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The COMET Handbook: version 1.0

Overview of attention for article published in Trials, June 2017
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About this Attention Score

  • In the top 5% of all research outputs scored by Altmetric
  • Among the highest-scoring outputs from this source (#18 of 4,173)
  • High Attention Score compared to outputs of the same age (97th percentile)

Mentioned by

blogs
1 blog
twitter
181 tweeters
facebook
4 Facebook pages
video
1 video uploader

Citations

dimensions_citation
394 Dimensions

Readers on

mendeley
281 Mendeley
citeulike
1 CiteULike
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Title
The COMET Handbook: version 1.0
Published in
Trials, June 2017
DOI 10.1186/s13063-017-1978-4
Pubmed ID
Authors

Paula R. Williamson, Douglas G. Altman, Heather Bagley, Karen L. Barnes, Jane M. Blazeby, Sara T. Brookes, Mike Clarke, Elizabeth Gargon, Sarah Gorst, Nicola Harman, Jamie J. Kirkham, Angus McNair, Cecilia A. C. Prinsen, Jochen Schmitt, Caroline B. Terwee, Bridget Young

Abstract

The selection of appropriate outcomes is crucial when designing clinical trials in order to compare the effects of different interventions directly. For the findings to influence policy and practice, the outcomes need to be relevant and important to key stakeholders including patients and the public, health care professionals and others making decisions about health care. It is now widely acknowledged that insufficient attention has been paid to the choice of outcomes measured in clinical trials. Researchers are increasingly addressing this issue through the development and use of a core outcome set, an agreed standardised collection of outcomes which should be measured and reported, as a minimum, in all trials for a specific clinical area.Accumulating work in this area has identified the need for guidance on the development, implementation, evaluation and updating of core outcome sets. This Handbook, developed by the COMET Initiative, brings together current thinking and methodological research regarding those issues. We recommend a four-step process to develop a core outcome set. The aim is to update the contents of the Handbook as further research is identified.

Twitter Demographics

The data shown below were collected from the profiles of 181 tweeters who shared this research output. Click here to find out more about how the information was compiled.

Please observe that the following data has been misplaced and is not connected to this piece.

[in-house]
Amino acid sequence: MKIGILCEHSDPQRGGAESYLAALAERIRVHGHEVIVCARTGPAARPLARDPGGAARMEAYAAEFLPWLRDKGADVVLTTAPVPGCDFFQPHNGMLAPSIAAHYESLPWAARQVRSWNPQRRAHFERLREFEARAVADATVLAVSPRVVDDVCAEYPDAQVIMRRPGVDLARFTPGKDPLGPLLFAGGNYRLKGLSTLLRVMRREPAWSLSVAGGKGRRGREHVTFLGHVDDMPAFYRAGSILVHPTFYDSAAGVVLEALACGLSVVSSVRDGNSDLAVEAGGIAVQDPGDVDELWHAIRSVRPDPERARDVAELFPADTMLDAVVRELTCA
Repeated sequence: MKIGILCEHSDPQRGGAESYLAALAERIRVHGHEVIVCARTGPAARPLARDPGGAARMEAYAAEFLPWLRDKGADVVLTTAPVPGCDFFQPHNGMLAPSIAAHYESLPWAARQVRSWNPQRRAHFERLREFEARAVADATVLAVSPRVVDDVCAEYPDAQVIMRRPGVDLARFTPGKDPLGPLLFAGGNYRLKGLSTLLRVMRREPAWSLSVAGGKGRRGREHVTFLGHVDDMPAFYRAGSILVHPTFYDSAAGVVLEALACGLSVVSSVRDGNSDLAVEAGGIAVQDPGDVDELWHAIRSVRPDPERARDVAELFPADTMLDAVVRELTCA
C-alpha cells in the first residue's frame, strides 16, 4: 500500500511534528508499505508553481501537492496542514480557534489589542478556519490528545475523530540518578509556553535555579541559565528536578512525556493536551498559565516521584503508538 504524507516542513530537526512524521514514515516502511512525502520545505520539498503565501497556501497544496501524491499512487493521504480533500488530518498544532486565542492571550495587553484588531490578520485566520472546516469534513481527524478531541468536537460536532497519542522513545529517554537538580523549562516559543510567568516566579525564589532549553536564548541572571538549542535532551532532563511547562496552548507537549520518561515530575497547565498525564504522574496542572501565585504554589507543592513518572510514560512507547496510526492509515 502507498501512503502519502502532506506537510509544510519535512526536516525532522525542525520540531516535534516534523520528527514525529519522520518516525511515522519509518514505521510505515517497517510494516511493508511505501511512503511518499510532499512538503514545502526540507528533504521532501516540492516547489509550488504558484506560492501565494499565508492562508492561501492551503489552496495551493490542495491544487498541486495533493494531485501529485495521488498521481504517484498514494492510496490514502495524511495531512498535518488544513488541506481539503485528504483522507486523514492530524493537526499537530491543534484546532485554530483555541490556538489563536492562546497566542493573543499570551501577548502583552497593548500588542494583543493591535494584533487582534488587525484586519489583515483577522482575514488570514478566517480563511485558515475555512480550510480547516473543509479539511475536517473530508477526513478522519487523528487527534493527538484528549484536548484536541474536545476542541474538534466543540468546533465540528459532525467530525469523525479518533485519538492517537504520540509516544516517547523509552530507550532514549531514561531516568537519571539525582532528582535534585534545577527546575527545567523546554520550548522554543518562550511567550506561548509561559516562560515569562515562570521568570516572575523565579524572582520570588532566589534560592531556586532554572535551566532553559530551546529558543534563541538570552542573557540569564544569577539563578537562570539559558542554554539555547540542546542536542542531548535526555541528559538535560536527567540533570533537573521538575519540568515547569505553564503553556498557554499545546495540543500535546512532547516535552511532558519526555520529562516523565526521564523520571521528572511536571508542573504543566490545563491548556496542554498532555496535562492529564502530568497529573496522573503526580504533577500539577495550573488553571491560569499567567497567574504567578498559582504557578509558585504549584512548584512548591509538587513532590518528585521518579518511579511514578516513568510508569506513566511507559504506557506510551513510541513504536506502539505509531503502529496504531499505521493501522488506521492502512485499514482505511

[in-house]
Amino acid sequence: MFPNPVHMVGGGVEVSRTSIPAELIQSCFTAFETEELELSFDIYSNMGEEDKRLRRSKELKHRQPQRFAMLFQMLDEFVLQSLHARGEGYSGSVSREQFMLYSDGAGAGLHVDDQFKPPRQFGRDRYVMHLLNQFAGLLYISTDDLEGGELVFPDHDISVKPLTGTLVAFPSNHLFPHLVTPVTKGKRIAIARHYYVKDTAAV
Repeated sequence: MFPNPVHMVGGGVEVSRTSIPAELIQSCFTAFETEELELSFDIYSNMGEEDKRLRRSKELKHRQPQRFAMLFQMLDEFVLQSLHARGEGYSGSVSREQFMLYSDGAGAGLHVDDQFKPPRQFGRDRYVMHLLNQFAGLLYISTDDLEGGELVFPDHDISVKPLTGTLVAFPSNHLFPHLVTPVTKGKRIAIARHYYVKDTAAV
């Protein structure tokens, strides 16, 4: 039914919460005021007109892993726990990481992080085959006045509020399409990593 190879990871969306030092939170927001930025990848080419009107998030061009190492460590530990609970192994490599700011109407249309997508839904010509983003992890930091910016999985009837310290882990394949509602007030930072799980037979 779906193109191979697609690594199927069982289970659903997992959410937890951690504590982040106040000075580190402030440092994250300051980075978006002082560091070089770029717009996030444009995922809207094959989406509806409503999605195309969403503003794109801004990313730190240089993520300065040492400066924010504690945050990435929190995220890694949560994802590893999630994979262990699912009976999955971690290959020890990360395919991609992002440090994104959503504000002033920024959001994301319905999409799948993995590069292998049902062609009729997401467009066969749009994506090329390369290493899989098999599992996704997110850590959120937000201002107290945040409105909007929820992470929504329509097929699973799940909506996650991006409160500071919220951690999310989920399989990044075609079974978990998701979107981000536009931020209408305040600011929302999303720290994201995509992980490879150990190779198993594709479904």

Mendeley readers

The data shown below were compiled from readership statistics for 281 Mendeley readers of this research output. Click here to see the associated Mendeley record.

Geographical breakdown

Country Count As %
Unknown 281 100%

Demographic breakdown

Readers by professional status Count As %
Student > Ph. D. Student 51 18%
Student > Master 42 15%
Researcher 40 14%
Other 24 9%
Student > Bachelor 20 7%
Other 59 21%
Unknown 45 16%
Readers by discipline Count As %
Medicine and Dentistry 132 47%
Nursing and Health Professions 24 9%
Psychology 13 5%
Social Sciences 11 4%
Biochemistry, Genetics and Molecular Biology 7 2%
Other 29 10%
Unknown 65 23%

Attention Score in Context

This research output has an Altmetric Attention Score of 122. This is our high-level measure of the quality and quantity of online attention that it has received. This Attention Score, as well as the ranking and number of research outputs shown below, was calculated when the research output was last mentioned on 27 July 2019.
All research outputs
#167,564
of 15,814,075 outputs
Outputs from Trials
#18
of 4,173 outputs
Outputs of similar age
#5,881
of 269,700 outputs
Outputs of similar age from Trials
#1
of 2 outputs
Altmetric has tracked 15,814,075 research outputs across all sources so far. Compared to these this one has done particularly well and is in the 98th percentile: it's in the top 5% of all research outputs ever tracked by Altmetric.
So far Altmetric has tracked 4,173 research outputs from this source. They typically receive more attention than average, with a mean Attention Score of 7.5. This one has done particularly well, scoring higher than 99% of its peers.
Older research outputs will score higher simply because they've had more time to accumulate mentions. To account for age we can compare this Altmetric Attention Score to the 269,700 tracked outputs that were published within six weeks on either side of this one in any source. This one has done particularly well, scoring higher than 97% of its contemporaries.
We're also able to compare this research output to 2 others from the same source and published within six weeks on either side of this one. This one has scored higher than all of them